After introducing the Similitudes of Enoch and 4 Ezra 13 into the discussion as further evidence of this Jewish concept of a “second anthropomorphic divine figure” who is associated with the Messiah, Boyarin is persuaded that such Jewish literature should be seen as the backdrop for the divinity of Jesus:
It is this view of God, given full rein in Enoch, that explains the development of High Christology as fully explicable within Jewish religious history, with the enormous innovation on the part of the Gospels being only the insistence that the divine man is already here as a historical human being and not as a prophecy for the future. Apocalypse now! This provides, in my view, a much more appropriate historical explanatory model than one that depends on visionary experiences of Jesus on the Throne allegedly ungrounded in prior speculation, as per the view of, e.g. Larry Hurtado and others who advance similar views.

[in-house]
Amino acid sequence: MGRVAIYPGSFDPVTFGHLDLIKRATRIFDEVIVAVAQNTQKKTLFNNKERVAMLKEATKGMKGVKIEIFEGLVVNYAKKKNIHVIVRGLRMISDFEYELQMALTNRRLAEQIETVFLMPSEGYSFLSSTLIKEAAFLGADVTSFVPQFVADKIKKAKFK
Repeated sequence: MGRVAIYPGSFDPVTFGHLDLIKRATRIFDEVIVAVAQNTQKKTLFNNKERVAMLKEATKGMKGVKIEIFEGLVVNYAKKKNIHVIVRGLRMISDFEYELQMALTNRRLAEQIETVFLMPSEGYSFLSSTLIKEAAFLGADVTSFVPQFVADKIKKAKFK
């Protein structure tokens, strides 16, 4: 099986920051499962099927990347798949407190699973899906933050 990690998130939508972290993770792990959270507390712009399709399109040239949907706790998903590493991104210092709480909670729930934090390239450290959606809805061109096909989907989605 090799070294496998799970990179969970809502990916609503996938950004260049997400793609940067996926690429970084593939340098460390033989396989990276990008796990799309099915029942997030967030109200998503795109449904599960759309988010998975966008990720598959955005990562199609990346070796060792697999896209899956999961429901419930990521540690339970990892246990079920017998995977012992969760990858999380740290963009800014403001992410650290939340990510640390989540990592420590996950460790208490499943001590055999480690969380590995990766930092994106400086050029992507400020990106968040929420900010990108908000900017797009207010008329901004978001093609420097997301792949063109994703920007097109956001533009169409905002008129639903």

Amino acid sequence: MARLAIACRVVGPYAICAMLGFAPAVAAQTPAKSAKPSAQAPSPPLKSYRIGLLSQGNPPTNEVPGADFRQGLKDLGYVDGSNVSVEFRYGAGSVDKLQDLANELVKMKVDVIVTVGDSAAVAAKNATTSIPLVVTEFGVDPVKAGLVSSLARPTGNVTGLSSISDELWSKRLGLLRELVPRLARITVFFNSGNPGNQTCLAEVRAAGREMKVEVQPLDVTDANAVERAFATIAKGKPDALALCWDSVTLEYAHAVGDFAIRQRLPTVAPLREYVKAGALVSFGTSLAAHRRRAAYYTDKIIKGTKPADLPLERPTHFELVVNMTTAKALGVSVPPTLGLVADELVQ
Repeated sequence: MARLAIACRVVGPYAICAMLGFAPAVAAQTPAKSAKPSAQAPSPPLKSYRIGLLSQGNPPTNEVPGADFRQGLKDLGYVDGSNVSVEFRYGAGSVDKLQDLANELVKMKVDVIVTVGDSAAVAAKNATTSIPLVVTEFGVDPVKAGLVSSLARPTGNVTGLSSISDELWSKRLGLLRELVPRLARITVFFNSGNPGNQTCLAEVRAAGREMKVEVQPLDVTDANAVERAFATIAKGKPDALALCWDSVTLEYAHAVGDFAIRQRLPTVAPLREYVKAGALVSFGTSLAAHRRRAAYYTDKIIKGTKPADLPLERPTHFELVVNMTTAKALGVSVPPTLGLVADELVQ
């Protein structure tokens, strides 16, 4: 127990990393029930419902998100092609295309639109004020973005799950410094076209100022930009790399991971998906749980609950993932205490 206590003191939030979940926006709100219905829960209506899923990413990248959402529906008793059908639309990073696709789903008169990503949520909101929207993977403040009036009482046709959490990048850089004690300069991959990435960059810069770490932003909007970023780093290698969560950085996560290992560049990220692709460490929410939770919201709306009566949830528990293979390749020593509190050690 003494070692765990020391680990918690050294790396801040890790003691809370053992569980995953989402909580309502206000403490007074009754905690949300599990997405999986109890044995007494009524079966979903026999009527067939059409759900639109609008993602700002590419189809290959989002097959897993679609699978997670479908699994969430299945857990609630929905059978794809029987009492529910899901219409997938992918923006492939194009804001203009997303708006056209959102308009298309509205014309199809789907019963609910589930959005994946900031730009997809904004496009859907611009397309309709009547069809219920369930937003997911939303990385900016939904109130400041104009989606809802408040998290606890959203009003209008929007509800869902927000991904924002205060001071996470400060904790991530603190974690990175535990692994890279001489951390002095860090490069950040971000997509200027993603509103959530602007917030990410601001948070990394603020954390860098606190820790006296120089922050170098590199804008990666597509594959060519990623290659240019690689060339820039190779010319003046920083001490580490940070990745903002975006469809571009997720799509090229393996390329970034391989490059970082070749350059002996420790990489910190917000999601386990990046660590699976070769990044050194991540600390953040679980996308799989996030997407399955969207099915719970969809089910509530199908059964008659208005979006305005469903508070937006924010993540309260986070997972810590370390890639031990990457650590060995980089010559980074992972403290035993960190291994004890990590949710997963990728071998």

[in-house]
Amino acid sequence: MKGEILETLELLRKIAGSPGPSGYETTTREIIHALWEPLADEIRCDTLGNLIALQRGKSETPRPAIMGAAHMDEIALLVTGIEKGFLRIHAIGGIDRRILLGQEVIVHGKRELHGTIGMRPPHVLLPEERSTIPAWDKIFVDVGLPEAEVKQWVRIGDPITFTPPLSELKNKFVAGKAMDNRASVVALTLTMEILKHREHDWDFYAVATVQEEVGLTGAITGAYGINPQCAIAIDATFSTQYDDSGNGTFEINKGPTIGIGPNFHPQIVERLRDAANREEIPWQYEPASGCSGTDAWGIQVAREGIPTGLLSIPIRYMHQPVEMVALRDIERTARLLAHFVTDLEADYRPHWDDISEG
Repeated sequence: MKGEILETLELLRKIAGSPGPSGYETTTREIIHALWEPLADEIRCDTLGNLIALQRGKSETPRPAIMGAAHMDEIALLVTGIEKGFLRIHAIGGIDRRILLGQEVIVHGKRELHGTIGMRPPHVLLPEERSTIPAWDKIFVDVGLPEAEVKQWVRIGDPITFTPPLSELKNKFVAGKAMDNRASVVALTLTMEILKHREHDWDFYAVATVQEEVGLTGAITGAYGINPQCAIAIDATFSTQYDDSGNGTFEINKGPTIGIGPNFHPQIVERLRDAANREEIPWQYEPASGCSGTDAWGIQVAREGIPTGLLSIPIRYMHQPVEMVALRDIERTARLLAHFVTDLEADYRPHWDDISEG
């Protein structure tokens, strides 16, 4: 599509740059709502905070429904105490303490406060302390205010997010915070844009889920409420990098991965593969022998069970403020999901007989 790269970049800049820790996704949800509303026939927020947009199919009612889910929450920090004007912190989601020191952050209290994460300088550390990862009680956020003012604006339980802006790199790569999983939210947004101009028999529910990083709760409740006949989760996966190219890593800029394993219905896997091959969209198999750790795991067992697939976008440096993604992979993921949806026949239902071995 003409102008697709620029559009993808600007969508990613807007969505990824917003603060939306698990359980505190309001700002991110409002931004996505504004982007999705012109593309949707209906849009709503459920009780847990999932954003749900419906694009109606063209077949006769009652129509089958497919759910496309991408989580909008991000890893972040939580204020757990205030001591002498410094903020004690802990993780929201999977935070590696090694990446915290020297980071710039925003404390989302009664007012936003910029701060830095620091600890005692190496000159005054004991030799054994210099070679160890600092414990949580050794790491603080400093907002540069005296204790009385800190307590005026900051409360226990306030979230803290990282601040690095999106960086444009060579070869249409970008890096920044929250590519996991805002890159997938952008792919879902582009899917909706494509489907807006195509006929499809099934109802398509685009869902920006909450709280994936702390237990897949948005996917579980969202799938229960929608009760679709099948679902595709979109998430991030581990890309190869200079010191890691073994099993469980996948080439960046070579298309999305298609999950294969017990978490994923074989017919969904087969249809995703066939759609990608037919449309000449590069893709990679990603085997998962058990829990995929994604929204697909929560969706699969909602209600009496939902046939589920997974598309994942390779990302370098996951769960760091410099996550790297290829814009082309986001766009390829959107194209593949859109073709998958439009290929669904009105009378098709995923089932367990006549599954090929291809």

Ouch! I have been one of those who has been prepared to accept those “similar views”.
Where the fourth evangelist differs from all of these [books written in the names of other prophets], as well as from those who exploited the Moses tradition, is in his conscious substitution of this tradition by the story of Jesus: ‘You search the scriptures,’ Jesus tells ‘the Jews’, ‘and I am the one to which they bear witness’ (5:39). The deliberate replacement of one founder-figure by another (the same step would be taken centuries later by Mohammed) is effectively the proclamation of a new religion. We may compare John with Matthew here, for whom Jesus is a second Moses, refining and purifying the law, but not replacing it (5:17). John, by contrast, puts the law aside, offering instead, in the name of Jesus Christ, ‘grace and truth’ (1:17). Similarly the Temple, the second pillar of contemporary Judaism, was for Matthew a place where Jesus’ disciples continued to offer their gifts: whereas in John the locus of Christian worship has shifted to a place of ‘spirit and truth’ (4:23)
(Ashton, p. 448)
This year I have read a proposal for another dramatic innovation that we find in this same fourth gospel. Gabriele Boccaccini picks up the recent publications of Larry Hurtado and Bart Ehrman that have sought to explain when and how “Jesus became God”.